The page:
The Fall of the Wall – 25 years on

25 years ago today the Berlin Wall fell, and the process of the reunification of Germany and Europe began. It’s a good time to look back at what happened, and what it meant for the continent. And with tensions high between the West and Russia, is the time of division really over?

The fall of the wall (Sue Ream)

The fall of the wall on the 9th of November was the culmination of a month of mass protests and tension, which some see as starting off in Leipzig. Despite anti-religious pressure by the East German government, prayer meetings had been held in the St. Nicholas Church for years, which eventually became a gathering place for all types of people, from Christians to atheists. Following arrests and threats by the government, the pastor of the church decided to still go ahead with a meeting on the 9th of October, which turned into a 70 000 strong peaceful demonstration against the regime. Despite pressure from the central government, local police decided not to intervene. A massacre was averted, and images of the protests electrified East Germany. Other mass protests followed, and pressure on the government grew.

Despite this growing tension, the actual spark for the fall of the wall was a mistake. At a 9th of November press conference to announce a decision to allow East Germans to leave the country freely for the first time, an official accidently said that the decision was effective immediately. This wasn’t the case, and meant that the border guards had no time to prepare. He then finished the conference by casually announcing that the border between East and West Berlin was also open. The stunned East Berliners turned up at the crossing through the wall in their thousands. While at first the guards tried to hold them back, eventually they gave up. In scenes of pure joy, Berliners crossed the border freely for the first time in decades. The events of the 9th of November quickly led to the complete breakdown of the wall, and the reunification of Germany.

While most Europeans were overjoyed at the beginning of the end for the division of their continent, their leaders were less happy. Thatcher and Mitterrand of Britain and France were the most edgy, concerned that a reunified Germany would once again come to dominate Europe. The Italian PM even said “I love Germany so much that I prefer to see two of them!” It might seem crazy now, but the idea of one Germany seems to have immediately revived memories of the First and Second World Wars. To the leaders of that era though, this was a fair concern. Many of them had grown up during the Second World War, and the reunification of Germany did deeply change Europe. Germany was also seen as a supporter of greater unification in Europe, something the UK was and is afraid of.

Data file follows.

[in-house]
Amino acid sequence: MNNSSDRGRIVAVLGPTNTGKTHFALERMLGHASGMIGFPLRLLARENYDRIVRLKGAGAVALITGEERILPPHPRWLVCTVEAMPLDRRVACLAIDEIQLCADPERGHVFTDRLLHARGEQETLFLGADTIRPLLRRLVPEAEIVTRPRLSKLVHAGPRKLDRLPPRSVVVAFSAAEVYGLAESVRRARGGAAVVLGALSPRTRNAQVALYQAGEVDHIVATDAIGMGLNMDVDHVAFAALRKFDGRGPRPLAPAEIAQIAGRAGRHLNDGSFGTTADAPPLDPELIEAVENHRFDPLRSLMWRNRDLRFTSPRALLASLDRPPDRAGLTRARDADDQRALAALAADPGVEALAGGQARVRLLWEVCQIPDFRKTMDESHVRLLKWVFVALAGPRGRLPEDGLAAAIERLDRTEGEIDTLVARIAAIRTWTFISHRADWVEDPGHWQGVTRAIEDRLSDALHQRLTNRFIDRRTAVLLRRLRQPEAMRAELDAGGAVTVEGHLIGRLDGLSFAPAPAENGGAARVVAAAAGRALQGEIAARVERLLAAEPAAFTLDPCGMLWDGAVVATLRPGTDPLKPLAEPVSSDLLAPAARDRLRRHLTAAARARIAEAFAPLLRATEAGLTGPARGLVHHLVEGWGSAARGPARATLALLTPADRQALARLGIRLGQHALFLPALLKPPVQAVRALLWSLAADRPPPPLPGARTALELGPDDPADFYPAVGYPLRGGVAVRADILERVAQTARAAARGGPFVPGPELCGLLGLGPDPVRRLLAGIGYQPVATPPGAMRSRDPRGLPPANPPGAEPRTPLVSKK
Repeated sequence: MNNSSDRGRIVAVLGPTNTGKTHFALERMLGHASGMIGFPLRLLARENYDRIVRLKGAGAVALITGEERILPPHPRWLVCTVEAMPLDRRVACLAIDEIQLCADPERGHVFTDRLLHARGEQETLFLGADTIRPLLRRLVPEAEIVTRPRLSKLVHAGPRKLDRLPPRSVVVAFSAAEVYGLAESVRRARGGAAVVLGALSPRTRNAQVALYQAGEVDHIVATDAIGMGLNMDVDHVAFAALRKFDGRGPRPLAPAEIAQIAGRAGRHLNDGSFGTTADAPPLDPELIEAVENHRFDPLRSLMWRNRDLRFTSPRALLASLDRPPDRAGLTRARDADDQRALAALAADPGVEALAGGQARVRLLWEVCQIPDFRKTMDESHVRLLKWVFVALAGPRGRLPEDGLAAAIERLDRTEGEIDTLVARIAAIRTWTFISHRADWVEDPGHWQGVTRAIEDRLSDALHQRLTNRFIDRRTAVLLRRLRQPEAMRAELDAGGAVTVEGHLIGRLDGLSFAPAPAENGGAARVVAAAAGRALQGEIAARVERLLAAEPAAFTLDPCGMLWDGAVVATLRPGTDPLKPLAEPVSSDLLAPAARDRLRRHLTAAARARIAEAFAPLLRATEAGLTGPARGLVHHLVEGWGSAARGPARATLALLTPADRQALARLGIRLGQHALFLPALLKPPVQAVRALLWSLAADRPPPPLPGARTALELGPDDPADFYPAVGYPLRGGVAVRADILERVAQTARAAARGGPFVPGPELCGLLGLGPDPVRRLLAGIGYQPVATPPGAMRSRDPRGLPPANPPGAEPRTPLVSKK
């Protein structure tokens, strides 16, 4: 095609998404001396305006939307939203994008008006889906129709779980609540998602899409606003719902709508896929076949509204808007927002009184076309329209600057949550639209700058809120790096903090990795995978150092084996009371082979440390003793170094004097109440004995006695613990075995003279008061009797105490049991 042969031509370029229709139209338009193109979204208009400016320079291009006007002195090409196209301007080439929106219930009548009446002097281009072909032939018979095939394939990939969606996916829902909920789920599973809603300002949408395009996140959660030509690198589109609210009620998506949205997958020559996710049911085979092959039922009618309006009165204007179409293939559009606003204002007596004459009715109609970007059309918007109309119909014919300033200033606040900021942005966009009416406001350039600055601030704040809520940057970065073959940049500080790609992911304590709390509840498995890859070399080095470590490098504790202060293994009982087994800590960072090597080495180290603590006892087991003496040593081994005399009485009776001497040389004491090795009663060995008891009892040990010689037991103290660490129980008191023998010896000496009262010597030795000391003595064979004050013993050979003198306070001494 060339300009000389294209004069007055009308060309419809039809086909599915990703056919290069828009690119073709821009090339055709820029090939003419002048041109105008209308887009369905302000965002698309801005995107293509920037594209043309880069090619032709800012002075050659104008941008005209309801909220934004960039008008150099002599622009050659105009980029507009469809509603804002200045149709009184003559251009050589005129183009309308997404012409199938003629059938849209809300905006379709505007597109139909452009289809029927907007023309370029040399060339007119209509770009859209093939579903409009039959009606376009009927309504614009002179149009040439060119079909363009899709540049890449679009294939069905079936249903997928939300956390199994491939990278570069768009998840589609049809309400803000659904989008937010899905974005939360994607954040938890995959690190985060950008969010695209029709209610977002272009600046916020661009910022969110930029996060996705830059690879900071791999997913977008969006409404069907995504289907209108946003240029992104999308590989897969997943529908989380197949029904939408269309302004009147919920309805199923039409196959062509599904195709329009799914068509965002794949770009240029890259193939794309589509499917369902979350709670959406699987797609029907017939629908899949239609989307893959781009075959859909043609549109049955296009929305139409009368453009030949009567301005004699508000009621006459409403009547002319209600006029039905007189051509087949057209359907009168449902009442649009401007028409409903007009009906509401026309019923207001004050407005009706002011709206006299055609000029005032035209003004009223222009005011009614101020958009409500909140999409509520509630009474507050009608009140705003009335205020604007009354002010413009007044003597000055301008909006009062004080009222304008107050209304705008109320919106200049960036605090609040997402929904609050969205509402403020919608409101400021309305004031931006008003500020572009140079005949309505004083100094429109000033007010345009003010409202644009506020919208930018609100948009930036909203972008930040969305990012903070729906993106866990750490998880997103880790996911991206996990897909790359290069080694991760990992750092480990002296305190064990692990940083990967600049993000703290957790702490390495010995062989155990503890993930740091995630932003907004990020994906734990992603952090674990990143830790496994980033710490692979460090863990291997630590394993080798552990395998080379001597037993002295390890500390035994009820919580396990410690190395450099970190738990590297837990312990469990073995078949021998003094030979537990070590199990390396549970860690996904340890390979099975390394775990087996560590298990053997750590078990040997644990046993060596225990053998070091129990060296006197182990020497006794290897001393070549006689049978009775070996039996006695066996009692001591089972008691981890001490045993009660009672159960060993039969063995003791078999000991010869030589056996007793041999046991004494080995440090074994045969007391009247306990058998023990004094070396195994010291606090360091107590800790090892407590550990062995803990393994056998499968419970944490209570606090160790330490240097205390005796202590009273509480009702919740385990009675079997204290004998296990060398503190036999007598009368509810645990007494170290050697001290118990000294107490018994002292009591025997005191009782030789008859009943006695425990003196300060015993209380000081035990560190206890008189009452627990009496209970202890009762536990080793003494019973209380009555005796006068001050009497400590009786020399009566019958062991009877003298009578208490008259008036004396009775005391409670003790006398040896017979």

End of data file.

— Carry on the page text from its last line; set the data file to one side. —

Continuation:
However, in the end Germany has proved to be a force for stability in Europe. While pushing for greater EU unification like the UK feared, they have been the economic motor of Europe, and now support much of Southern Europe – not that those countries are happy about the conditions of this support. Germany has stayed in NATO, but remains a country that is unsure about nationalist feelings and using military power. The world cup in 2006 was the first time that many Germans felt proud about waving the German flag. Despite the economic issues that remain in the reintegration of East Germany, it has been a great success story for Germany and Europe.

One party to this though is still not happy – Russia. Having suffered incredibly due to Germany in the 20th century, their leaders were not eager at all to see a strong Germany joining the West. While agreements were made about NATO forces being posted in East Germany, NATO doesn’t seem to have taken these too seriously. And while Russia got the impression from discussions on the future of Europe that NATO would not expand too far east, that is exactly what happened – which is one aspect of the crisis in Ukraine today.

While Europe may not seem to be so clearly divided between West and East anymore, the boundary has simply shifted East. It now falls along the borders of Ukraine, Moldova and Belarus, and Russia is determined to keep it there. This week more convoys of unmarked military vehicles crossed into Donetsk from Russia, more support to the separatists, and another sign that Putin will not allow Ukraine to refocus to the West. While it might seem that this is a losing battle, the people of Donetsk and Luhansk will still pay the price.


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